We do get to see the wheel in operation at the end of the video, which you can watch after the break. However, [Lou] makes no claims at being a pottery artisan.
Continue reading “Repurposing a ceiling fan into a pottery wheel”
Don’t heat up your house this summer, build your own backyard pizza oven instead. We love to using our garden produce, homemade dough, and fresh farmer’s market mozzarella to whip up a tasty pie in the summer. But it can be tricky to cook it on the grill and we hate heating up the oven when it’s hot out. This could be a perfect solution.
The footprint of the oven used to be a flower bed in [Furiousbal’s] yard. He removed the soil and side walls, laid down a bed of pea gravel, then started building the brick base for the oven. The base is insulated by encasing beer bottles in a bed of clay which he harvested locally. Fire brick then makes the floor of the cooking area as well as the arched opening. To support the clay during construction he built a dome of wet sand and covered it with damp newspaper. The clay is built up in layers before removing the sand from the inside. The final step (not shown above) is to build a little shelter to ensure the elements don’t wash away your hard work.
Of course you need to build your own fire inside to use it. If that’s too much work perhaps you should try solar cooking?
Help us decide, should this project gone on LIFE.hackaday?
A group of students at the University of Dundee have created this interesting prototype called Sound Sculpted. The goal was to sculpt clay using sound files drive the sculpting arms. Ideally, you would end up with pieces of art that were unique to each piece of music. As you can see in the video (after the break), they did a pretty good job of building this thing and getting the arms to respond to the music. It is almost hypnotizing to watch.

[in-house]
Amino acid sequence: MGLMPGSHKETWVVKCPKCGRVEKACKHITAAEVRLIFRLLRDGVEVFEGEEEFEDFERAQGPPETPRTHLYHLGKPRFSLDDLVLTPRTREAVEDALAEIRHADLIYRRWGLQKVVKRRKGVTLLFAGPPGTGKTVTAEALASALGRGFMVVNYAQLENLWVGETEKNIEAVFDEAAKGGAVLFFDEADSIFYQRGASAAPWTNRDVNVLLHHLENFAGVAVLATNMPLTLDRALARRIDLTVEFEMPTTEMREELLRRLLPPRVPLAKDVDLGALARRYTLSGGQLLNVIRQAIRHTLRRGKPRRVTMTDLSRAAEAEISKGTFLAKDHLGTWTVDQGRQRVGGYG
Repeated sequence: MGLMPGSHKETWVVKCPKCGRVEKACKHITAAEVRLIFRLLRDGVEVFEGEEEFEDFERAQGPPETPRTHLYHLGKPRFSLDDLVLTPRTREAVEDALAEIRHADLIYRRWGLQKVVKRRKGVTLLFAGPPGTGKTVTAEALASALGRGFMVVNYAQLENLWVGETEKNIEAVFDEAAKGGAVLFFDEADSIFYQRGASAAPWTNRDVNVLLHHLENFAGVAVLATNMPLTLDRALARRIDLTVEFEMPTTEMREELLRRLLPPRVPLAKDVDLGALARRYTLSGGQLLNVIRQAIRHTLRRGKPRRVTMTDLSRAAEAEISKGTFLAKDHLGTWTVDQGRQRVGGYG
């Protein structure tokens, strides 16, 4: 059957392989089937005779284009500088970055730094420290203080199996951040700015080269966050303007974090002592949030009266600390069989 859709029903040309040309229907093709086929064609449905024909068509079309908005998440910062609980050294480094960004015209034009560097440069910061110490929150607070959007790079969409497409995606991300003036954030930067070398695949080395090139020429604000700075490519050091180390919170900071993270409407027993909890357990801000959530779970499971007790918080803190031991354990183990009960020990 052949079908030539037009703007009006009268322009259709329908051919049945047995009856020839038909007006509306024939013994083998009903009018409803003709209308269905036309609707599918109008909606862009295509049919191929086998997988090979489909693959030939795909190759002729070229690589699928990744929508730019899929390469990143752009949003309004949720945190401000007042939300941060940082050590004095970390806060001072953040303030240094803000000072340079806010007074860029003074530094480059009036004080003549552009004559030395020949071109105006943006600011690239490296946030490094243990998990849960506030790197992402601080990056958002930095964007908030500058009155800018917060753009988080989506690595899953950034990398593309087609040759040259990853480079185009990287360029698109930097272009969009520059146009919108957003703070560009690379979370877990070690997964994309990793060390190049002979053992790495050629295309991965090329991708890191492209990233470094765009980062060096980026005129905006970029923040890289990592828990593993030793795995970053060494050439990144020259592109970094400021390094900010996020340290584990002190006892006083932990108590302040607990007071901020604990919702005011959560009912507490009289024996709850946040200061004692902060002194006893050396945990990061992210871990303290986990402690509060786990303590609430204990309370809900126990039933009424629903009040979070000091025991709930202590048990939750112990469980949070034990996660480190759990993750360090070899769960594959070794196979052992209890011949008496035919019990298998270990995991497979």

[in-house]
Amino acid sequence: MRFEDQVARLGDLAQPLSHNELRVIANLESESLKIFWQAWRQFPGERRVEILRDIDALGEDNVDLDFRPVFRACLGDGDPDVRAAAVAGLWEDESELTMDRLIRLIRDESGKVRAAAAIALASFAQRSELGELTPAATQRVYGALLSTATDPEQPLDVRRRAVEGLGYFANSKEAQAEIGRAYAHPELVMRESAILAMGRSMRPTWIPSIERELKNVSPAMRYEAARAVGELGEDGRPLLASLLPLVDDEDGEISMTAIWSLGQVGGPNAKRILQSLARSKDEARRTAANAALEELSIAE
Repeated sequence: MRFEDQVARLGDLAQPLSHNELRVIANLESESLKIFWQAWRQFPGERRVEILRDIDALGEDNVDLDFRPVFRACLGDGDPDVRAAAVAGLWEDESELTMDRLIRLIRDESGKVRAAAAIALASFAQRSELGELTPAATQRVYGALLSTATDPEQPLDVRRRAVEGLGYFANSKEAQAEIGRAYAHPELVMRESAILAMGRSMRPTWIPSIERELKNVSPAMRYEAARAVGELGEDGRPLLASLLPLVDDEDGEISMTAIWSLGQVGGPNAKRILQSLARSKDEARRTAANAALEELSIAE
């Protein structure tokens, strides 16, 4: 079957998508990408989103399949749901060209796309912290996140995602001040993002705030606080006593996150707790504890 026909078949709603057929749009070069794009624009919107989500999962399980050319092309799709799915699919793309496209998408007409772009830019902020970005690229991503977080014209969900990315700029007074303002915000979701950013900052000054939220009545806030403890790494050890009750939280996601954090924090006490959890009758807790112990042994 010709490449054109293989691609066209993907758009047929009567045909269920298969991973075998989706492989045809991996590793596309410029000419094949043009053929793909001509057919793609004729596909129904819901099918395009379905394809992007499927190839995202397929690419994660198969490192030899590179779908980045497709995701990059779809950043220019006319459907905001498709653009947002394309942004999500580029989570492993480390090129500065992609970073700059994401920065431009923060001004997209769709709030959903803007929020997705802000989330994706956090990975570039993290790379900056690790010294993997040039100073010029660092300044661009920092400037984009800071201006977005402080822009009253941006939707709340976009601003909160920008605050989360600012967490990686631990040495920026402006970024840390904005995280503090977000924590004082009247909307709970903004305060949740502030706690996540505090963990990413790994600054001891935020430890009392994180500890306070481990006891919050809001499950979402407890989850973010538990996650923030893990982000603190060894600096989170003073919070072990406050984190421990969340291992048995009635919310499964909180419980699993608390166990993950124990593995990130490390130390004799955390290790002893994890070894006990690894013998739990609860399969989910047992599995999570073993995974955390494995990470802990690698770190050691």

We can’t help but notice that there is a bit of a design issue. Since the 4 arms are fixed vertically, and the clay spins on the same axis they are able to move on, your variation will be very limited. We think this doesn’t detract from the project, but does offer a large area for improvement.
How would you change the sculpting arms or their motion to make each piece more unique?
Continue reading “Sculpting clay with sound”
If you follow Instructables.com, it might seem like every third article lately is about Sugru, the nifty air-drying silicone putty that’s good for all manner of repairs and custom parts. It’s fantastic stuff (and we love their slogan, “Hack things better”), but one can’t (yet!) just drop in on any local hardware store to buy a quick fix…so [mikey77] has cooked up a recipe for a basic Sugru work-alike. His “Oogoo” (a name likely inspired by oobleck) is a simple mix of corn starch and silicone caulk.
A two-ingredient recipe would hardly seem adequate material for an article, but [mikey77]’s left no stone unturned, providing an extensive tutorial not only on mixing the compound, but how to add colors, cast and carve custom shapes, and how his home-made recipe compares to the name brand product. As a bonus, the article then drifts into a little Halloween project where he demonstrates etching conductive cloth, how to make conductive glue, and other hands-on shenanigans.